9. Vision and hearing problems: Age-related macular degeneration, cataracts, glaucoma, and hearing loss are common among older adults in Asia. Regular eye and hearing check-ups are essential for early detection and management.

The conditions listed above are not unpreventable. There are so many things the elderly can do to promote a healthy lifestyle: 

  1. Consult with your doctor: Annual blood tests and medical examinations can be a great start, even if you are asymptomatic. Such annual appointments can also keep you on track with your vaccination status, and monitor any potential disease from the start. 
  2. Engage in regular physical activity: Aim for at least 150 minutes of moderate-intensity aerobic activity per week. Activities like brisk walking, swimming, cycling, or dancing are excellent options. If you have mobility issues, consider exercises that can be done seated or in water.
  3. Strength training: Include strength training exercises to maintain muscle mass and bone density. The elderly tend to lose muscle mass as they grow older. You can use resistance bands, hand weights, or weight machines. Start with light weights and gradually increase as you build strength.
  4. Balance and flexibility exercises: Include exercises that improve balance and flexibility to reduce the risk of falls. Yoga, tai chi, and simple balance exercises like standing on one leg can be beneficial.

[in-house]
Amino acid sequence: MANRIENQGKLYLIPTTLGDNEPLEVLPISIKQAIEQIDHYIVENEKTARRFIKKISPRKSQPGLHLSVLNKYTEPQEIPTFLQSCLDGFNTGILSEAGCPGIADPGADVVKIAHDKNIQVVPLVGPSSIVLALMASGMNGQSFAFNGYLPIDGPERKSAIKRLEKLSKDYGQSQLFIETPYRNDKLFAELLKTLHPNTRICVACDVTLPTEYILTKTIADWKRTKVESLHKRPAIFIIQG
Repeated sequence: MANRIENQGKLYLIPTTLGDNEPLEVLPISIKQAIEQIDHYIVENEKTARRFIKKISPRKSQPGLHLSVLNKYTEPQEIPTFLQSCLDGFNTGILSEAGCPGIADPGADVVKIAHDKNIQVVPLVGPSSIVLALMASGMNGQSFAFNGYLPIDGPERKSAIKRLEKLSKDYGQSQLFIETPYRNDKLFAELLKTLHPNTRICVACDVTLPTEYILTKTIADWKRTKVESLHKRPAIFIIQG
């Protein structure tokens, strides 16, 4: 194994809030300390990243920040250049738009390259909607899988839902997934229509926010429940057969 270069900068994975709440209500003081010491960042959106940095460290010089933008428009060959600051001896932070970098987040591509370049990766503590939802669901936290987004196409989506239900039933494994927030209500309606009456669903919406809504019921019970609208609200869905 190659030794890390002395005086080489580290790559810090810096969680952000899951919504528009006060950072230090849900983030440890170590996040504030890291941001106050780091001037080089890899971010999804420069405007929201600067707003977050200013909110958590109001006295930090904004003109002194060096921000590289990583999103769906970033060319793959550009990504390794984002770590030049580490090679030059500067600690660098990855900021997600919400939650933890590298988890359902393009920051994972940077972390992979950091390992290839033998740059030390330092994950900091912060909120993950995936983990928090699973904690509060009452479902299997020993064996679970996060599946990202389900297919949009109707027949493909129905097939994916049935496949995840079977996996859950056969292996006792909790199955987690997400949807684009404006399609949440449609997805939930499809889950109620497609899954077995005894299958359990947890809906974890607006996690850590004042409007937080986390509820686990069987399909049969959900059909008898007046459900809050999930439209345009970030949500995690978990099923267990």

5. Stay active throughout the day: Both physical and mental activity are important. Look for opportunities to incorporate physical activity into your daily routine. Take regular short walks, do household chores, or garden to keep moving. And, engage in activities that promote your cognition, such as learning a new instrument, playing chess and reading. 
  6. Prioritize safety: Make sure your exercise environment is safe. Use proper footwear, clear obstacles, and consider having a companion or using assistive devices if needed.
  7. Listen to your body: Pay attention to any discomfort or pain during exercise. If you experience any unusual symptoms, stop the activity and seek medical advice.
  8. Stay socially engaged: Participate in group activities or exercise classes designed for seniors. Social interaction can enhance motivation and enjoyment, making it easier to stick with your fitness routine.
  9. Maintain a balanced diet: A nutritious diet is crucial for overall health. Include a variety of fruits, vegetables, whole grains, lean proteins, and healthy fats in your meals. Stay hydrated by drinking enough water throughout the day.
  10. Get enough rest: Allow your body sufficient time to recover and rest. Sleep is important for energy levels, muscle recovery, and overall well-being.

It would be amazing if you or your family member, as an over 90 years old, can run 200 meters in under 40 seconds like Mr Tanaka. But remember, different people have different baseline health conditions. Having a chronic health condition or not being able to run as fast doesn’t render your life less healthy or less happy compared to those who don’t have the condition or Mr Tanaka. If you have concerns, book an appointment with your family doctor and work out a health plan together.